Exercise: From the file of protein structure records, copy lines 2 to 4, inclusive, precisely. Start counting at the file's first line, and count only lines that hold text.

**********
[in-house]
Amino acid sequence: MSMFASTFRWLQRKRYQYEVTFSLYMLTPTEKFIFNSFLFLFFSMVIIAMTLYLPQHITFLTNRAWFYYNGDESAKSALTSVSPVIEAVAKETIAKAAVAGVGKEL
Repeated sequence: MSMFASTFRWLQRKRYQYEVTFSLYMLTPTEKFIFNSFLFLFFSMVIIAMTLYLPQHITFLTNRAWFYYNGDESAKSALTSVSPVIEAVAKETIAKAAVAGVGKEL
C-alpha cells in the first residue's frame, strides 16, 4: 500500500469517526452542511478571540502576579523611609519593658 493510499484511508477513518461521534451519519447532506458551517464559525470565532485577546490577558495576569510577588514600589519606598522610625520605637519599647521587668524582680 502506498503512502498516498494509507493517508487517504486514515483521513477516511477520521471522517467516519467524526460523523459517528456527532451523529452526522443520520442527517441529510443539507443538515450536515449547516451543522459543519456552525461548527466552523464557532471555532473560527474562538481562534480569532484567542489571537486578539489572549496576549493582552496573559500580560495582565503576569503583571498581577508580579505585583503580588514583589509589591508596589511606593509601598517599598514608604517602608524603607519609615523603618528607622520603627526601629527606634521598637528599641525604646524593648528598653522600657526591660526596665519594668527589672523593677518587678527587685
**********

Amino acid sequence: MSMFASTFRWLQRKRYQYEVTFSLYMLTPTEKFIFNSFLFLFFSMVIIAMTLYLPQHITFLTNRAWFYYNGDESAKSALTSVSPVIEAVAKETIAKAAVAGVGKEL
Repeated sequence: MSMFASTFRWLQRKRYQYEVTFSLYMLTPTEKFIFNSFLFLFFSMVIIAMTLYLPQHITFLTNRAWFYYNGDESAKSALTSVSPVIEAVAKETIAKAAVAGVGKEL
C-alpha cells in the first residue's frame, strides 16, 4: 500500500469517526452542511478571540502576579523611609519593658 493510499484511508477513518461521534451519519447532506458551517464559525470565532485577546490577558495576569510577588514600589519606598522610625520605637519599647521587668524582680 502506498503512502498516498494509507493517508487517504486514515483521513477516511477520521471522517467516519467524526460523523459517528456527532451523529452526522443520520442527517441529510443539507443538515450536515449547516451543522459543519456552525461548527466552523464557532471555532473560527474562538481562534480569532484567542489571537486578539489572549496576549493582552496573559500580560495582565503576569503583571498581577508580579505585583503580588514583589509589591508596589511606593509601598517599598514608604517602608524603607519609615523603618528607622520603627526601629527606634521598637528599641525604646524593648528598653522600657526591660526596665519594668527589672523593677518587678527587685